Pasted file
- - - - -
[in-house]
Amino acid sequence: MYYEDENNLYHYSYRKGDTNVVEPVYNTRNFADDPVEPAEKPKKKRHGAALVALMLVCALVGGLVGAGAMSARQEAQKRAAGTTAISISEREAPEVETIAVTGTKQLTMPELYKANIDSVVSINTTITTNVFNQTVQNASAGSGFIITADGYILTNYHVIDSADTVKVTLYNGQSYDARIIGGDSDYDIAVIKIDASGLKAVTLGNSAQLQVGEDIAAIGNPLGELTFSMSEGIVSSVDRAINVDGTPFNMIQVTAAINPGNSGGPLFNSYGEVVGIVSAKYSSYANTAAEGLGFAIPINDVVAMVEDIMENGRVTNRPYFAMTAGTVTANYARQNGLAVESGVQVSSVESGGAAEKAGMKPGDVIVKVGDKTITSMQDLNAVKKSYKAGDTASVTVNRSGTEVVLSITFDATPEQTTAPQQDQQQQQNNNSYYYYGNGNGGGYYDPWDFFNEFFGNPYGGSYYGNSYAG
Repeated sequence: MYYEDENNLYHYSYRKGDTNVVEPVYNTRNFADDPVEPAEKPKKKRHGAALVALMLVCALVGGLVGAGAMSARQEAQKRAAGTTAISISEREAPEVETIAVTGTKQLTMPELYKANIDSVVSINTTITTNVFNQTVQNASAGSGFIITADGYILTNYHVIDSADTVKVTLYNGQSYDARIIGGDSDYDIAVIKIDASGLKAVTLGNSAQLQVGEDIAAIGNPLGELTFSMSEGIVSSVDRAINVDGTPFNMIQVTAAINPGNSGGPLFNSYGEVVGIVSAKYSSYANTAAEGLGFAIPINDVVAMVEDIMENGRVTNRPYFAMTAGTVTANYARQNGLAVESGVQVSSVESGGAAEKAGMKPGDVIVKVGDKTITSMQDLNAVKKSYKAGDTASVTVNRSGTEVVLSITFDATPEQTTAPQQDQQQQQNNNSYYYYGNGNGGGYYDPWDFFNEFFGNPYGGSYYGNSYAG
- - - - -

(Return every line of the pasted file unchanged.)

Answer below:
[in-house]
Amino acid sequence: MYYEDENNLYHYSYRKGDTNVVEPVYNTRNFADDPVEPAEKPKKKRHGAALVALMLVCALVGGLVGAGAMSARQEAQKRAAGTTAISISEREAPEVETIAVTGTKQLTMPELYKANIDSVVSINTTITTNVFNQTVQNASAGSGFIITADGYILTNYHVIDSADTVKVTLYNGQSYDARIIGGDSDYDIAVIKIDASGLKAVTLGNSAQLQVGEDIAAIGNPLGELTFSMSEGIVSSVDRAINVDGTPFNMIQVTAAINPGNSGGPLFNSYGEVVGIVSAKYSSYANTAAEGLGFAIPINDVVAMVEDIMENGRVTNRPYFAMTAGTVTANYARQNGLAVESGVQVSSVESGGAAEKAGMKPGDVIVKVGDKTITSMQDLNAVKKSYKAGDTASVTVNRSGTEVVLSITFDATPEQTTAPQQDQQQQQNNNSYYYYGNGNGGGYYDPWDFFNEFFGNPYGGSYYGNSYAG
Repeated sequence: MYYEDENNLYHYSYRKGDTNVVEPVYNTRNFADDPVEPAEKPKKKRHGAALVALMLVCALVGGLVGAGAMSARQEAQKRAAGTTAISISEREAPEVETIAVTGTKQLTMPELYKANIDSVVSINTTITTNVFNQTVQNASAGSGFIITADGYILTNYHVIDSADTVKVTLYNGQSYDARIIGGDSDYDIAVIKIDASGLKAVTLGNSAQLQVGEDIAAIGNPLGELTFSMSEGIVSSVDRAINVDGTPFNMIQVTAAINPGNSGGPLFNSYGEVVGIVSAKYSSYANTAAEGLGFAIPINDVVAMVEDIMENGRVTNRPYFAMTAGTVTANYARQNGLAVESGVQVSSVESGGAAEKAGMKPGDVIVKVGDKTITSMQDLNAVKKSYKAGDTASVTVNRSGTEVVLSITFDATPEQTTAPQQDQQQQQNNNSYYYYGNGNGGGYYDPWDFFNEFFGNPYGGSYYGNSYAG